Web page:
Bishop's Lodge Ranch Resort & Spa. North Lodge.
Bishops Lodge Road, real estate flyer.
A view of ABQ's variegated could-be-anywhere skyline from the roof of the Hotel Parq Central.
Kimo Theater, 421 Central Avenue NW (Route 66). Considered by some the finest exemplar of Pueblo Deco, the Kimo has undergone several restorations.
Kimo Theater.
Built by Oreste Bachechi in 1927, the Kimo is the town's architectural centerpiece.
Kimo Theater, 1943. Courtesy Library of Congess.
Kimo Theater, 1980. Courtesy Library of Congress.
Kimo Theater, September 2015.
Kimo Theater, west elevation, detail. Sunset on the Kimo.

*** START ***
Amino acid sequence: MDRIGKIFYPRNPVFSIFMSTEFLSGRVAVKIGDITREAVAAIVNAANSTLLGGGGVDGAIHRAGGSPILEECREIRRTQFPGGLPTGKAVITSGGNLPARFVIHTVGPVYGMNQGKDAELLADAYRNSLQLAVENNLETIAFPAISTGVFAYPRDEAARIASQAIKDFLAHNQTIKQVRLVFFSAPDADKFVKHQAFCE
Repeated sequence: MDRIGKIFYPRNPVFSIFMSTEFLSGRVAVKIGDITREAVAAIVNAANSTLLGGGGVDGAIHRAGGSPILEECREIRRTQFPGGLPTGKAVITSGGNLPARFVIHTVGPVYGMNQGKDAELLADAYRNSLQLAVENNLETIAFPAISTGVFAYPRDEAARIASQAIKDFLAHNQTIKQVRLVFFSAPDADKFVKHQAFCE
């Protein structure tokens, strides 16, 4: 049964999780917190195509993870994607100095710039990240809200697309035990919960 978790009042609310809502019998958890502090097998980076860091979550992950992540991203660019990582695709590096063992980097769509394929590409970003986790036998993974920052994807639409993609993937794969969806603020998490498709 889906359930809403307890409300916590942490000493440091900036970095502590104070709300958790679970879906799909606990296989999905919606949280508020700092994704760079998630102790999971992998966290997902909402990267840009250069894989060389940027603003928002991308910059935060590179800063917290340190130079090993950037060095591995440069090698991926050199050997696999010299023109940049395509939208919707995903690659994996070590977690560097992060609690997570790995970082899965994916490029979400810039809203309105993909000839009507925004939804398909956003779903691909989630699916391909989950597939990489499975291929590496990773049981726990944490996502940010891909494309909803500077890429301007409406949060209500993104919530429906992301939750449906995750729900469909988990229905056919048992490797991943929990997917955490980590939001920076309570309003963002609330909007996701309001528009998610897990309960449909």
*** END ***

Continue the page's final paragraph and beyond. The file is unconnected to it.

Kimo Theater. Ornamental detail and door handles.
Kimo Theater, lobby.
ABQ's diverse modernist buildings lack any consistent coherent style.
415 Central Avenue NW. ABQ's School of Rock.
The alibi is ABQ's alt weekly newspaper.
Bubble Lounge, 506 Central Avenue SW.
Standard Diner, 320 Central Avenue SE. For my one dinner in ABQ, I stopped in at this former 1930s gas station for carrot-ginger soup with pesto and a cheeseburger with parmesan truffle fries.
Burt's Tiki Lounge, 313 Gold Avenue SW.
Occidental Life Building, 301 Gold Street. Said to be inspired by the Doge's Palace when it was originally built in 1917, the Occidental Life Building was rebuilt with a new roofline after a fire in 1933.
Occidental Life Building, detail.
Sunset in Santa Fe
Photography by Augustus Mayhew.

Augustus Mayhew is the author of Lost in Wonderland – Reflections on Palm Beach.